The city's plan to turn public land zoned Public and Institutional in downtown into residential stack and pack housing is exactly similar to what the school district has done with the school district's properties for the last 45 years. They land-banked properties with a promise of new schools that turned into the biggest con job in Tri-Valley history as they converted Public and Institutional land that was supposed to be schools into residential subdivisions one property at a time.

How did a similar move by the school board to use public land around the Mission Park to build the school district's commercial office complex for central office administrators turn out? After a public outcry, the plans were shelved and there is no commercial office complex there.

After years of negotiation with the San Francisco Public Utilities District over the Bernal Property to ensure that it would have open space and parkland, it is with absolute certainty that Pleasanton residents will not allow open space in Bernal Park to be hijacked and turned into a commercial office complex for city workers.


5 people like this
Posted by Fifty Years Here
a resident of Pleasanton Heights
on Aug 21, 2019 at 9:29 pm

Fifty Years Here is a registered user.

Jan Batcheller, a task force member, (and Downtown Property Owner) said to open public comment. "City staff and their consultants controlled the agenda and the entire process."

Jan's exactly right!


10 people like this
Posted by Thirty years here
a resident of Alisal Elementary School
on Aug 22, 2019 at 9:49 am

Jan is correct that staff and the Council controlled the process. I, for one, am 100% glad they did. It is the Council's job to make the final decisions for the public good. Regrettably, Jan and some others on the task force lost sight that their job was to represent the interests of the majority of the residents of Pleasanton and not just land owner and developer interests. Why else would the Task Force change direction after nearly 2 years and recommend that 3 story residential ground floor buildings be allowed to displace commercial buildings on Main Street and beyond? The Council's job was to right the ship, representing the majority of the city.


11 people like this
Posted by Flawed processes
a resident of Another Pleasanton neighborhood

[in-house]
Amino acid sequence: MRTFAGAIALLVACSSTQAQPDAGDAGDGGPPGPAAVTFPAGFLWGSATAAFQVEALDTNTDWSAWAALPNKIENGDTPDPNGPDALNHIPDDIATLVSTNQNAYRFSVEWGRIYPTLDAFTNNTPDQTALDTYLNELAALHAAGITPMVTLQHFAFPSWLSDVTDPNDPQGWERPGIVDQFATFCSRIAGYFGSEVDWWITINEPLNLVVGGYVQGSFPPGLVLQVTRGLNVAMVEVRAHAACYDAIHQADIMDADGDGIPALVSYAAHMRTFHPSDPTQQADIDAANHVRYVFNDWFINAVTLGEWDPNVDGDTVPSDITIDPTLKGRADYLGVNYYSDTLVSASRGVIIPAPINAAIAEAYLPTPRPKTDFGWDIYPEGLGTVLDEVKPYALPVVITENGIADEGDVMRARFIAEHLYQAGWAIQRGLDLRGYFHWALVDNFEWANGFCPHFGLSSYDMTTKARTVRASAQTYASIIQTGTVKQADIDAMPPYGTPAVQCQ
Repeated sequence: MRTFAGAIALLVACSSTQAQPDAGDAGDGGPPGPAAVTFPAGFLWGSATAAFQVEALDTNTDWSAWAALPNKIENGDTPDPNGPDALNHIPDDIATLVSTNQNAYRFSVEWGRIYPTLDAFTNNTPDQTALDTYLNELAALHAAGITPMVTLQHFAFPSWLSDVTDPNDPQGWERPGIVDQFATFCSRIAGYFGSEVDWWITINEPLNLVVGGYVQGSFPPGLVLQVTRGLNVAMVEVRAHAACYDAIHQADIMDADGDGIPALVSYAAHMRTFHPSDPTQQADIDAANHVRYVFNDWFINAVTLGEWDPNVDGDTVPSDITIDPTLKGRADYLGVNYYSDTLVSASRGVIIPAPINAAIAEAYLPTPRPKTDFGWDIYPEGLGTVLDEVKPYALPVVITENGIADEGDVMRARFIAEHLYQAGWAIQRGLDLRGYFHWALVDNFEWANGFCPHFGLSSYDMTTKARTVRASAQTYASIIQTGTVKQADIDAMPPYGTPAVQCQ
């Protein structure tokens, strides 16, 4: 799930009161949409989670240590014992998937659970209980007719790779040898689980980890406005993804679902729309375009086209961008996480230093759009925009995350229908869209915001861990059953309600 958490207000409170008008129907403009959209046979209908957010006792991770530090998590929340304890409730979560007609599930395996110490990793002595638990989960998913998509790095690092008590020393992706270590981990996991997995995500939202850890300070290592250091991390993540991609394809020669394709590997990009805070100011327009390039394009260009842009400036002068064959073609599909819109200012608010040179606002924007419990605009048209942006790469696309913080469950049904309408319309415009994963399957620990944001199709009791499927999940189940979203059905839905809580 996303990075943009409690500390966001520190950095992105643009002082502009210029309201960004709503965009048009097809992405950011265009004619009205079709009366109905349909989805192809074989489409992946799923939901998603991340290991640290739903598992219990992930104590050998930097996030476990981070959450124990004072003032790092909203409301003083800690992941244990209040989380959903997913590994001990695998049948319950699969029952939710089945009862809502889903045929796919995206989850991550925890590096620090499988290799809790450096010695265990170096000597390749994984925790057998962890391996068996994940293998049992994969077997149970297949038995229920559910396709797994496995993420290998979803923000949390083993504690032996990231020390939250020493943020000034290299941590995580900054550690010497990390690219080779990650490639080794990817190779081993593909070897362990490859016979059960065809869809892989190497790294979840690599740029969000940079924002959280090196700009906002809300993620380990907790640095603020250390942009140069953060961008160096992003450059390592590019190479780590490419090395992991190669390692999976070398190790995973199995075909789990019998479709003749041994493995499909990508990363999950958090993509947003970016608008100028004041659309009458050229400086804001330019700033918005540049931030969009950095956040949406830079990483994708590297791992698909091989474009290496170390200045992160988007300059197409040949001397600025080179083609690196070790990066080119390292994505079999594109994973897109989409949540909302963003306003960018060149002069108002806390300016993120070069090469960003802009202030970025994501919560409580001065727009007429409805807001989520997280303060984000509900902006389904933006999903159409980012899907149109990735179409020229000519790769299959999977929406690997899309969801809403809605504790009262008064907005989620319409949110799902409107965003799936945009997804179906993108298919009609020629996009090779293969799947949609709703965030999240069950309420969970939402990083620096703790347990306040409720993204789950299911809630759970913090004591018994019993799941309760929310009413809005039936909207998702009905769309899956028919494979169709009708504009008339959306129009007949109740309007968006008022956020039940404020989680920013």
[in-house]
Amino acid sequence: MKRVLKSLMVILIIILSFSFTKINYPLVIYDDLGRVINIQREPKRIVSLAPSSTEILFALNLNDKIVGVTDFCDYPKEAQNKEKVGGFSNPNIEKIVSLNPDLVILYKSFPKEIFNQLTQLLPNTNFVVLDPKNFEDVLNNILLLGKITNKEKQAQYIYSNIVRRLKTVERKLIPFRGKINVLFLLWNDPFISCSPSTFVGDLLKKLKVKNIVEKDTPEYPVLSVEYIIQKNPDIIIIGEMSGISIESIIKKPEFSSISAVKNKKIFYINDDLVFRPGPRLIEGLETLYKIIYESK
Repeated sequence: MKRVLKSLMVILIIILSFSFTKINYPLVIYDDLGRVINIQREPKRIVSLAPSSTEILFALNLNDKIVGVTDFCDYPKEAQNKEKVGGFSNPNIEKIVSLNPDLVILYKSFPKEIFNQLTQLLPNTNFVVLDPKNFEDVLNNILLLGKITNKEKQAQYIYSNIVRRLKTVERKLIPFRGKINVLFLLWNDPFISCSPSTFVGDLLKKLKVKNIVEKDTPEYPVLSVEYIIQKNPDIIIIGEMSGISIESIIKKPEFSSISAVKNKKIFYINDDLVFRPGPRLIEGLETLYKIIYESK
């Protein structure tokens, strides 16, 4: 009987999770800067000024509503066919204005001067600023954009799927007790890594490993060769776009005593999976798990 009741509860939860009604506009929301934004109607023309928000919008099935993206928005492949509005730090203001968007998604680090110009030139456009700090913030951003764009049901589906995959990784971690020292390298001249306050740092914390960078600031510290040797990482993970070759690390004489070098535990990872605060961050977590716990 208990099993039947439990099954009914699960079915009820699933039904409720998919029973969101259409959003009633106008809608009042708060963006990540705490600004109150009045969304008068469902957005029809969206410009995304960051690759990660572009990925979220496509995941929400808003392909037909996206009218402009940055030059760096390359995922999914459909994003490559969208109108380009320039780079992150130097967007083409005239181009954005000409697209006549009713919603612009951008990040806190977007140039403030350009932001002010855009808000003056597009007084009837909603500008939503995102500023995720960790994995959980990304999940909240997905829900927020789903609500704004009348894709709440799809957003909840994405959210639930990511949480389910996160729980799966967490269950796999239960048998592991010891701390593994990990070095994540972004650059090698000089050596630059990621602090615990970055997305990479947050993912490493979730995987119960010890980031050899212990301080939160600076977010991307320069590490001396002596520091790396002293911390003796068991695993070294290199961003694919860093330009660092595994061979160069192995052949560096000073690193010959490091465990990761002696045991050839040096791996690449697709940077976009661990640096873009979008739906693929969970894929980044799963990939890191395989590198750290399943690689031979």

on Aug 22, 2019 at 12:03 pm

The problem is that these specific plans and task force plans are all Nelson Fialho's personal plans from his pre-determined agenda and there is no actual citizen participation occurring. Thus, city staff/consultants have pre-determined outcomes in the last few so-called "task forces" and have a pre-determined agenda that they push through without even allowing task force participants to have any meaningful input.

During the downtown specific plan, members were not allowed to lead the meetings or engage in discussions, just passively participate. They definitely did not come up with the crazy idea to bulldoze the entire Civic Center/City Hall and put housing there. But you can absolutely bet that behind the scenes, a deal has already been struck by a developer waiting in the wings.

This is common in every recent task force.In the first meeting concerning the
Hacienda BART Apartments, within 15 minutes, city staff informed the task force members that Owens Drive would be narrowed down to one lane. They already made up their minds. In the Blue Ribbon committee concerning the alignment of the Happy Valley bypass road, the committee members were not allowed to come up with alternatives. Instead they were handed an option that city staff came up with that they were told to "sign off" on. The members of the task forces do not create the plans, they just provide a convenient sign off of the very limited items that the city staff allows them to have input on. In addition, the city staff only makes changes to the "control document" that they want to make. They ignore any comments that do not fit in with their agenda.